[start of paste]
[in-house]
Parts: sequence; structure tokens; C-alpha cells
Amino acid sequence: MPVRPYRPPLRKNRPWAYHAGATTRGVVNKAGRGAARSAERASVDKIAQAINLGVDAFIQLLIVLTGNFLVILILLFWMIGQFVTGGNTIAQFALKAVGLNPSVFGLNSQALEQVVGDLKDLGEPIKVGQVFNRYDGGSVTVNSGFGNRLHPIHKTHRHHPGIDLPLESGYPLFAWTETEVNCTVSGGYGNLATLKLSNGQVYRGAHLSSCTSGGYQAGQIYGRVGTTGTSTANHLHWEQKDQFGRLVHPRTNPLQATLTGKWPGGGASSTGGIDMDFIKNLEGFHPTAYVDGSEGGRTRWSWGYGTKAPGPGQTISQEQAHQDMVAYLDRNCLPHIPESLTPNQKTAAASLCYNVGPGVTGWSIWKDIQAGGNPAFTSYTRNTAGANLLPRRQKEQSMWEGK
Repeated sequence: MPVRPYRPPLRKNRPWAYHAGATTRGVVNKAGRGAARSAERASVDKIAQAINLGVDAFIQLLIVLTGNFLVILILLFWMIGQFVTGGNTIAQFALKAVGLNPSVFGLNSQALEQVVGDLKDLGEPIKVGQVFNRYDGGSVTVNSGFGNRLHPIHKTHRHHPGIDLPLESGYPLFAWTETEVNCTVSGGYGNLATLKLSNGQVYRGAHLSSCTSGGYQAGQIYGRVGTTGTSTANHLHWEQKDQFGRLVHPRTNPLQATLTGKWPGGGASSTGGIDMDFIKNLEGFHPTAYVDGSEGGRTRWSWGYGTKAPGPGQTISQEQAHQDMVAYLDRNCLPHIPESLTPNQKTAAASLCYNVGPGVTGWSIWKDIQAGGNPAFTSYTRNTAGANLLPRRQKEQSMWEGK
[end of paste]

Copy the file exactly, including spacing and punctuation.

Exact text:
[in-house]
Parts: sequence; structure tokens; C-alpha cells
Amino acid sequence: MPVRPYRPPLRKNRPWAYHAGATTRGVVNKAGRGAARSAERASVDKIAQAINLGVDAFIQLLIVLTGNFLVILILLFWMIGQFVTGGNTIAQFALKAVGLNPSVFGLNSQALEQVVGDLKDLGEPIKVGQVFNRYDGGSVTVNSGFGNRLHPIHKTHRHHPGIDLPLESGYPLFAWTETEVNCTVSGGYGNLATLKLSNGQVYRGAHLSSCTSGGYQAGQIYGRVGTTGTSTANHLHWEQKDQFGRLVHPRTNPLQATLTGKWPGGGASSTGGIDMDFIKNLEGFHPTAYVDGSEGGRTRWSWGYGTKAPGPGQTISQEQAHQDMVAYLDRNCLPHIPESLTPNQKTAAASLCYNVGPGVTGWSIWKDIQAGGNPAFTSYTRNTAGANLLPRRQKEQSMWEGK
Repeated sequence: MPVRPYRPPLRKNRPWAYHAGATTRGVVNKAGRGAARSAERASVDKIAQAINLGVDAFIQLLIVLTGNFLVILILLFWMIGQFVTGGNTIAQFALKAVGLNPSVFGLNSQALEQVVGDLKDLGEPIKVGQVFNRYDGGSVTVNSGFGNRLHPIHKTHRHHPGIDLPLESGYPLFAWTETEVNCTVSGGYGNLATLKLSNGQVYRGAHLSSCTSGGYQAGQIYGRVGTTGTSTANHLHWEQKDQFGRLVHPRTNPLQATLTGKWPGGGASSTGGIDMDFIKNLEGFHPTAYVDGSEGGRTRWSWGYGTKAPGPGQTISQEQAHQDMVAYLDRNCLPHIPESLTPNQKTAAASLCYNVGPGVTGWSIWKDIQAGGNPAFTSYTRNTAGANLLPRRQKEQSMWEGK